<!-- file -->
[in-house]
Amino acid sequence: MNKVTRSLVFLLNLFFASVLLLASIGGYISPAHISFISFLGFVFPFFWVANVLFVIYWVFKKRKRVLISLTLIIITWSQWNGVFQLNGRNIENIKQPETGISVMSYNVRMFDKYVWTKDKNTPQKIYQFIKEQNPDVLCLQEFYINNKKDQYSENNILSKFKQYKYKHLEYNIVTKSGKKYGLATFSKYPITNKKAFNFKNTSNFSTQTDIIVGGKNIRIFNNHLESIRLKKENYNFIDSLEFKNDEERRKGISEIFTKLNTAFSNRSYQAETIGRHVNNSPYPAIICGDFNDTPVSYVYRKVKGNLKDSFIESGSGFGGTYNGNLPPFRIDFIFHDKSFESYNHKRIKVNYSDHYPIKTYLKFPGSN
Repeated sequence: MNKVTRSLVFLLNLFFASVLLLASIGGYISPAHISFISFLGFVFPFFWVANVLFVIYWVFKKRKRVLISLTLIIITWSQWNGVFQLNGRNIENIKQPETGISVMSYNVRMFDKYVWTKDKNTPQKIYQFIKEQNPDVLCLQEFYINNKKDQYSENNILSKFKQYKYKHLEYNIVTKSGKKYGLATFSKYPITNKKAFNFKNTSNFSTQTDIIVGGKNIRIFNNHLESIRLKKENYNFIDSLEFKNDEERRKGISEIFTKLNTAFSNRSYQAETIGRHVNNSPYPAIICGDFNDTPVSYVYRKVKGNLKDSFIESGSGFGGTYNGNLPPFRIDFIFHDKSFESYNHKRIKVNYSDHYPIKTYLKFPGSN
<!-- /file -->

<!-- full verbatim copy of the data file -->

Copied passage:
[in-house]
Amino acid sequence: MNKVTRSLVFLLNLFFASVLLLASIGGYISPAHISFISFLGFVFPFFWVANVLFVIYWVFKKRKRVLISLTLIIITWSQWNGVFQLNGRNIENIKQPETGISVMSYNVRMFDKYVWTKDKNTPQKIYQFIKEQNPDVLCLQEFYINNKKDQYSENNILSKFKQYKYKHLEYNIVTKSGKKYGLATFSKYPITNKKAFNFKNTSNFSTQTDIIVGGKNIRIFNNHLESIRLKKENYNFIDSLEFKNDEERRKGISEIFTKLNTAFSNRSYQAETIGRHVNNSPYPAIICGDFNDTPVSYVYRKVKGNLKDSFIESGSGFGGTYNGNLPPFRIDFIFHDKSFESYNHKRIKVNYSDHYPIKTYLKFPGSN
Repeated sequence: MNKVTRSLVFLLNLFFASVLLLASIGGYISPAHISFISFLGFVFPFFWVANVLFVIYWVFKKRKRVLISLTLIIITWSQWNGVFQLNGRNIENIKQPETGISVMSYNVRMFDKYVWTKDKNTPQKIYQFIKEQNPDVLCLQEFYINNKKDQYSENNILSKFKQYKYKHLEYNIVTKSGKKYGLATFSKYPITNKKAFNFKNTSNFSTQTDIIVGGKNIRIFNNHLESIRLKKENYNFIDSLEFKNDEERRKGISEIFTKLNTAFSNRSYQAETIGRHVNNSPYPAIICGDFNDTPVSYVYRKVKGNLKDSFIESGSGFGGTYNGNLPPFRIDFIFHDKSFESYNHKRIKVNYSDHYPIKTYLKFPGSN